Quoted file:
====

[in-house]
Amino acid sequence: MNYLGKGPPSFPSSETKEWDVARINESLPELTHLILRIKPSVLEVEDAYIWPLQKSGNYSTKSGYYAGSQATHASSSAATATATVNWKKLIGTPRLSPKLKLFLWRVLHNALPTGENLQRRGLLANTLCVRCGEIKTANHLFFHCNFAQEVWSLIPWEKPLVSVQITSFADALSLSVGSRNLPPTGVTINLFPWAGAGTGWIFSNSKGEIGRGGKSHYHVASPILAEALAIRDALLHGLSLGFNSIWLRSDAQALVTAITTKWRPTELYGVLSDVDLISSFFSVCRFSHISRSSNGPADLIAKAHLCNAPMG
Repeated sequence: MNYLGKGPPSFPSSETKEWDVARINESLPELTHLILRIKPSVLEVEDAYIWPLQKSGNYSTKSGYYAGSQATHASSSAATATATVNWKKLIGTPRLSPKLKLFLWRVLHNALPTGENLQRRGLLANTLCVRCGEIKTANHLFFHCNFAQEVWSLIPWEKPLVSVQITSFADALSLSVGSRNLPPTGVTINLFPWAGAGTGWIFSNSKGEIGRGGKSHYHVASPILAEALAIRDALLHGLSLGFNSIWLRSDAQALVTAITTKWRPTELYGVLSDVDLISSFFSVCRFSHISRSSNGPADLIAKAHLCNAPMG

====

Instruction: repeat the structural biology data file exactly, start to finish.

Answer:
[in-house]
Amino acid sequence: MNYLGKGPPSFPSSETKEWDVARINESLPELTHLILRIKPSVLEVEDAYIWPLQKSGNYSTKSGYYAGSQATHASSSAATATATVNWKKLIGTPRLSPKLKLFLWRVLHNALPTGENLQRRGLLANTLCVRCGEIKTANHLFFHCNFAQEVWSLIPWEKPLVSVQITSFADALSLSVGSRNLPPTGVTINLFPWAGAGTGWIFSNSKGEIGRGGKSHYHVASPILAEALAIRDALLHGLSLGFNSIWLRSDAQALVTAITTKWRPTELYGVLSDVDLISSFFSVCRFSHISRSSNGPADLIAKAHLCNAPMG
Repeated sequence: MNYLGKGPPSFPSSETKEWDVARINESLPELTHLILRIKPSVLEVEDAYIWPLQKSGNYSTKSGYYAGSQATHASSSAATATATVNWKKLIGTPRLSPKLKLFLWRVLHNALPTGENLQRRGLLANTLCVRCGEIKTANHLFFHCNFAQEVWSLIPWEKPLVSVQITSFADALSLSVGSRNLPPTGVTINLFPWAGAGTGWIFSNSKGEIGRGGKSHYHVASPILAEALAIRDALLHGLSLGFNSIWLRSDAQALVTAITTKWRPTELYGVLSDVDLISSFFSVCRFSHISRSSNGPADLIAKAHLCNAPMG